55.       The Heads of State or Government noted that the United Nations Department of Peacekeeping Operations has concluded a Memorandum of Understanding (MOU) with the Office of the High Commissioner for Human Rights to enhance cooperation between them, and to seek to increase the effectiveness of peace-keeping and human rights activities. While reiterating that the General Assembly must have the key role in the formulation of PCPB activities, they expressed concern over the signing of such an MOU without any discussion on this subject in the Special Committee on Peacekeeping Operations, and in the absence of inter-governmental agreement on this subject and reaffirmed that such a practice would not constitute a precedent.

 

Regional Organisations

 

56.       The Heads of State or Government underscored the important role that regional arrangements and agencies, composed of Non-Aligned and other developing countries, can play in the promotion of regional peace and security as well as economic and social development through co-operation among countries in the region.

 

57.       The Heads of State or Government called for the intensification of the process of consultations, co-operation and co-ordination between the United Nations and regional and sub-regional organisations, arrangements or agencies, in accordance with Chapter VIII of the Charter, as well as on their mandates, scope and composition, which is useful and can contribute to the maintenance of international peace and security.

 

The Right to Self-Determination and Decolonisation

 

58.       The Heads of State or Government underlined the continued validity of the fundamental and inalienable right of all peoples to self-determination, the exercise of which, in the case of peoples under colonial or alien domination and foreign occupation, is essential to ensure the eradication of all these situations and to guarantee universal respect for human rights and fundamental freedoms. The Movement strongly condemned ongoing brutal suppression of the legitimate aspirations to self-determination of peoples under colonial or alien domination and foreign occupation in various regions of the world.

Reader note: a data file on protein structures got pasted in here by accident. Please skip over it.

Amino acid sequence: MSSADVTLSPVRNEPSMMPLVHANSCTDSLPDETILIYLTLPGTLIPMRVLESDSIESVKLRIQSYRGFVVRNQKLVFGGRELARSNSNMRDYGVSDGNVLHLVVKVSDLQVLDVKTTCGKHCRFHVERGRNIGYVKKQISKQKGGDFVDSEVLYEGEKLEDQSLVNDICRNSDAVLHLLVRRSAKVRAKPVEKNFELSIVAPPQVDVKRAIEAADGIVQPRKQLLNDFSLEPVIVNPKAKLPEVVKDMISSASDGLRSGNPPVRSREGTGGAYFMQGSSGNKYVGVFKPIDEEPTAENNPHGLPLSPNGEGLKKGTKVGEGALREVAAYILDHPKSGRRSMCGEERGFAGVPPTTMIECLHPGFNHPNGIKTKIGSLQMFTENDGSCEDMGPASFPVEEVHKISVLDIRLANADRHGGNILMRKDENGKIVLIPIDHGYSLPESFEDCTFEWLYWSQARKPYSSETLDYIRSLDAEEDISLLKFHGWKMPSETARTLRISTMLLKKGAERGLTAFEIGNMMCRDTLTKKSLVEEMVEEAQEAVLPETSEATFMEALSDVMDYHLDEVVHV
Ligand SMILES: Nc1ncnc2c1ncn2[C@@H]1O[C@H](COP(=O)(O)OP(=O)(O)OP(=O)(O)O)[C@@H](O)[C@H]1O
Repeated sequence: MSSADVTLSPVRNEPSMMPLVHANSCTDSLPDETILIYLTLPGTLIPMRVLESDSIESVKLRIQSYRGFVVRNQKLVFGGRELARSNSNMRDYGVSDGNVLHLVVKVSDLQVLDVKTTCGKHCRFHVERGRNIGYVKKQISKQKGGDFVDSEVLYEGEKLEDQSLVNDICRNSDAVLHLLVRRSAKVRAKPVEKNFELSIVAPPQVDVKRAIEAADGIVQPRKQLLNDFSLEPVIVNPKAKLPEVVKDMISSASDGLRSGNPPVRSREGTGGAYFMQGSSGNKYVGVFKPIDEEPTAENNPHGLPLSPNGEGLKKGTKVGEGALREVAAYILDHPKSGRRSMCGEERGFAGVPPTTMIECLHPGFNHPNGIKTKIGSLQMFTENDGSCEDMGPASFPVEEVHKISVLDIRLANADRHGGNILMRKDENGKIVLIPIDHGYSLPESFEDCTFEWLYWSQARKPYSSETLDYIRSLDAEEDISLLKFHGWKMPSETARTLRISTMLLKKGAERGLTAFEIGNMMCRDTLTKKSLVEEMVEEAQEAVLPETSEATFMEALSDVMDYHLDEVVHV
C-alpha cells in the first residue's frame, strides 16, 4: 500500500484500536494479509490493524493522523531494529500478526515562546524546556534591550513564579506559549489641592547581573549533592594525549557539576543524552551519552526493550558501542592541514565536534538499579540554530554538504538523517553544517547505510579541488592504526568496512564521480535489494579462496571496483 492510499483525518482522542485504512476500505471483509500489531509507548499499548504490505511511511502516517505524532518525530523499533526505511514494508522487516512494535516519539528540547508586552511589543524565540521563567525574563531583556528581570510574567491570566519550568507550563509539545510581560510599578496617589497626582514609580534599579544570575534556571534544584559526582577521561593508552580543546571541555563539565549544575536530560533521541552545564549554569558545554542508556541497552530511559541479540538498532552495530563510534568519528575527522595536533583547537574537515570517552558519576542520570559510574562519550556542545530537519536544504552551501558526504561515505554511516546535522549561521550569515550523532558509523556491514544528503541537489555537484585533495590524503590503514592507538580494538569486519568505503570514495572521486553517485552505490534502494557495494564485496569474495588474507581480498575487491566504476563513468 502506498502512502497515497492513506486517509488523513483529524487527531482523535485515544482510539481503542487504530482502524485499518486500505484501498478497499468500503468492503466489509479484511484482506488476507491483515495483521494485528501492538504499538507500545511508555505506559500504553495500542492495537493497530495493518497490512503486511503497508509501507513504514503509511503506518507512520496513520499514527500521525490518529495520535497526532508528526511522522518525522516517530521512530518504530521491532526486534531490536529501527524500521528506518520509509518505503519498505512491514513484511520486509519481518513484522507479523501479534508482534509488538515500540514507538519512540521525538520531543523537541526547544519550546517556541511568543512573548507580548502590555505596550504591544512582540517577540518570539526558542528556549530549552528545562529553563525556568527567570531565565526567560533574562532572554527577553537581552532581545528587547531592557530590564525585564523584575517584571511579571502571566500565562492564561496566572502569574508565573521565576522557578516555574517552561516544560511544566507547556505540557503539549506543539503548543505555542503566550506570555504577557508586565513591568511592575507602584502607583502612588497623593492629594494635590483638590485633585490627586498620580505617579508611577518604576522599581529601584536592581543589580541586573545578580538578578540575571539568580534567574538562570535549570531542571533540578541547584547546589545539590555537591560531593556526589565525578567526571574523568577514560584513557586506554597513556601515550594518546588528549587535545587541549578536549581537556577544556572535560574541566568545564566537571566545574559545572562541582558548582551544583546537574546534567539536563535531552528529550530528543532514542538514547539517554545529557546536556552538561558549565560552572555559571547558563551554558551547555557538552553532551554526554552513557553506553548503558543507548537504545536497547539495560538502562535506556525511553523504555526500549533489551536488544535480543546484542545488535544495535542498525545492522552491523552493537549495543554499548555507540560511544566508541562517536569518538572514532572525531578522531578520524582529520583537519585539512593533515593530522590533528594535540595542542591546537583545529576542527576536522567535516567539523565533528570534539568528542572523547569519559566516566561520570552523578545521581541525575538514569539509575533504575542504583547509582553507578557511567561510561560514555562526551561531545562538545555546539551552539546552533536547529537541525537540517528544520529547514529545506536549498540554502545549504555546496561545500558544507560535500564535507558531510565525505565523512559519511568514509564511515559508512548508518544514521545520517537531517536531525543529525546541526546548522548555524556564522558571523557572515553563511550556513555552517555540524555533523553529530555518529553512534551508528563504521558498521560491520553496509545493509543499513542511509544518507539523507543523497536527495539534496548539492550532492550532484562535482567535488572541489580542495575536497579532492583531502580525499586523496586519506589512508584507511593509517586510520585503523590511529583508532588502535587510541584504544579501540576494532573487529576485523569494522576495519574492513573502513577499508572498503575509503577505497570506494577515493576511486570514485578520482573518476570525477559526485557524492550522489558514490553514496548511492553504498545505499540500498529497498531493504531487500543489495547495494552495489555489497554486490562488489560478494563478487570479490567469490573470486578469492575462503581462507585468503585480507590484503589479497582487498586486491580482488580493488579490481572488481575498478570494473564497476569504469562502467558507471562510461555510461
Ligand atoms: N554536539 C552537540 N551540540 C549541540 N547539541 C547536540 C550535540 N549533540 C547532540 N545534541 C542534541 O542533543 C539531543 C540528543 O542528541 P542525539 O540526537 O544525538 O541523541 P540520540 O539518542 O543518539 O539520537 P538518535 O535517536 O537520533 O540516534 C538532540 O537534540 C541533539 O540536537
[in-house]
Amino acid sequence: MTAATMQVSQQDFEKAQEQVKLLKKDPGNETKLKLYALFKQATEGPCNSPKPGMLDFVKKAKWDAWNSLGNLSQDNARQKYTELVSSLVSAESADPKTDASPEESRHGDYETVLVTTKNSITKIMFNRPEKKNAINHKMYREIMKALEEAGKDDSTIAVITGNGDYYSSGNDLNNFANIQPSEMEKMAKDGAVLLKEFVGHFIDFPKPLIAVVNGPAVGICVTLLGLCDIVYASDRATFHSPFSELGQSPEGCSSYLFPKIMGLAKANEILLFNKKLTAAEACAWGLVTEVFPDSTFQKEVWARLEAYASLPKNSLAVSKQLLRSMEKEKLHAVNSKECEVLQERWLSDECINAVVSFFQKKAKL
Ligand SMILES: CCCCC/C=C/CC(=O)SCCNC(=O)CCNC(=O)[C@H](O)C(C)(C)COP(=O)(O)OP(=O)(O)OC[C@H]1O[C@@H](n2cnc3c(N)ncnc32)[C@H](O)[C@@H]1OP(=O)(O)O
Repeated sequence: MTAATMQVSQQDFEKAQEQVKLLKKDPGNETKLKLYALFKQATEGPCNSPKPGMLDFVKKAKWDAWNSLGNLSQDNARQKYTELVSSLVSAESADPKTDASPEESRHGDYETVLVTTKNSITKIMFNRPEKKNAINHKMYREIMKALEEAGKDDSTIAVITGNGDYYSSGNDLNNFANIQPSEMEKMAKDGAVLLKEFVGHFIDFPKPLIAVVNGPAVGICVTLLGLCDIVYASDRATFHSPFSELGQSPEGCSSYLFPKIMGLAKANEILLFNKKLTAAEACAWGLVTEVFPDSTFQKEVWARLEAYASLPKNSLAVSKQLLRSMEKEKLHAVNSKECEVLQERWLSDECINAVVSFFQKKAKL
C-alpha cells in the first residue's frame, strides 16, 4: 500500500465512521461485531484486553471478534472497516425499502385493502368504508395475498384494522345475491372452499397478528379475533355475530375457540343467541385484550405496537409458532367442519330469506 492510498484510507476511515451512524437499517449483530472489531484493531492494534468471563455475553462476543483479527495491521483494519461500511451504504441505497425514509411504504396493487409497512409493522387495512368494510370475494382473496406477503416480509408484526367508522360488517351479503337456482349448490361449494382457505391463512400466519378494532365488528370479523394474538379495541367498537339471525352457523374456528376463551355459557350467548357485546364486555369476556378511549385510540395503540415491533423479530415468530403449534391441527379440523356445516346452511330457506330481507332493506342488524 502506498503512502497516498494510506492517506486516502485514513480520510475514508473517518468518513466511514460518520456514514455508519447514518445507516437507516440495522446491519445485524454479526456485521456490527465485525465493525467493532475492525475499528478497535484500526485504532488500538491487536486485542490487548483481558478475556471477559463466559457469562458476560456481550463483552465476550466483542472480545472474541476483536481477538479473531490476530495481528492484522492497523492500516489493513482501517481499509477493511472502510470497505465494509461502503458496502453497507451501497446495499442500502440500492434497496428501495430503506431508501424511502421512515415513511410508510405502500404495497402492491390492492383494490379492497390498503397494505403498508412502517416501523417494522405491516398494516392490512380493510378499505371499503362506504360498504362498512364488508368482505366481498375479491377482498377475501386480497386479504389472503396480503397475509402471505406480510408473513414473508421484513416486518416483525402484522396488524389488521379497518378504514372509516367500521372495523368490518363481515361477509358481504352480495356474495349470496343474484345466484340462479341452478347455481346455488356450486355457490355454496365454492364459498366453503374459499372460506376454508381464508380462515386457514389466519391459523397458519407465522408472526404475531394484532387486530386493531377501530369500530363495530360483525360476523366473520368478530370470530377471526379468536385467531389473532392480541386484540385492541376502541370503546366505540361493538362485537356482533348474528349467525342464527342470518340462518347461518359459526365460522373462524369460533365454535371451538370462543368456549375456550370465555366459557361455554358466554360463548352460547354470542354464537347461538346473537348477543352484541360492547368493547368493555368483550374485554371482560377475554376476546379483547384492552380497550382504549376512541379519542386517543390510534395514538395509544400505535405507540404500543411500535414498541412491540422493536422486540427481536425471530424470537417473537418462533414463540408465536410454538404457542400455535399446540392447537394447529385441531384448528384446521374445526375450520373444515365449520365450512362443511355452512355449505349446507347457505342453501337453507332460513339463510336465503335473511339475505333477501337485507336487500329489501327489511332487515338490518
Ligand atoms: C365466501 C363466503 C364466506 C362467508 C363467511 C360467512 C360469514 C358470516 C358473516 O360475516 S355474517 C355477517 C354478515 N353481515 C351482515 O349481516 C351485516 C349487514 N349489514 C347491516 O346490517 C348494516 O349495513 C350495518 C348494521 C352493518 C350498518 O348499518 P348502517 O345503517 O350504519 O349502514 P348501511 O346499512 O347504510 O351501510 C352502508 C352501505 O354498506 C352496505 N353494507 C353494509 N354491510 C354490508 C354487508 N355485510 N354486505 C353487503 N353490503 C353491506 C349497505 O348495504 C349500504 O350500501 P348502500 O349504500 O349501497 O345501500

59.       The Heads of State or Government reaffirmed the inalienable right of peoples of the non-self governing territories to self-determination and independence in accordance with United Nations General Assembly Resolution 1514 (XV) of 14 December 1960 regardless of the territory's size, geographical location, population and limited natural resources. In this regard, the Non-Aligned Movement renewed its commitment to hasten the complete elimination of colonialism and support the effective implementation of the Plan of Action of the Decade for the Eradication of Colonialism. They welcomed General Assembly Resolution 55/146, which declares the Second Decade for the Eradication of Colonialism from 2001 to 2010. In this respect, the principle of self-determination with respect to the remaining territories within the framework of the Programme of Action of the Special Committee on Decolonisation should be implemented in accordance with the wishes of the people consistent with United Nations General Assembly resolutions and the Charter of the United Nations.

 

60.       In the above context, the Heads of State or Government reiterated that any attempts aimed at the partial or total disruption of the national unity and the territorial integrity of a country are incompatible with the purposes and principles of the Charter of the United Nations.

 

61.       The Heads of State or Government once again reaffirmed the right of the people of Puerto Rico to self-determination and independence on the basis of Resolution 1514 (XV) of December 1960 by the United Nations General Assembly. The Movement took note of the resolution on Puerto Rico adopted by the Special Committee on Decolonisation by consensus in 2000, 2001 and 2002, which, inter alia, urged the United States Government to order the immediate halt of its armed forces military drills and manoeuvres on Vieques Island and to return the occupied land to the people of Puerto Rico.

 

62.       The Heads of State or Government reiterated its strong support for the Committee of 24, which is an important subsidiary body of the General Assembly and again called upon the Administering Powers to grant their full support to the activities of the Committee.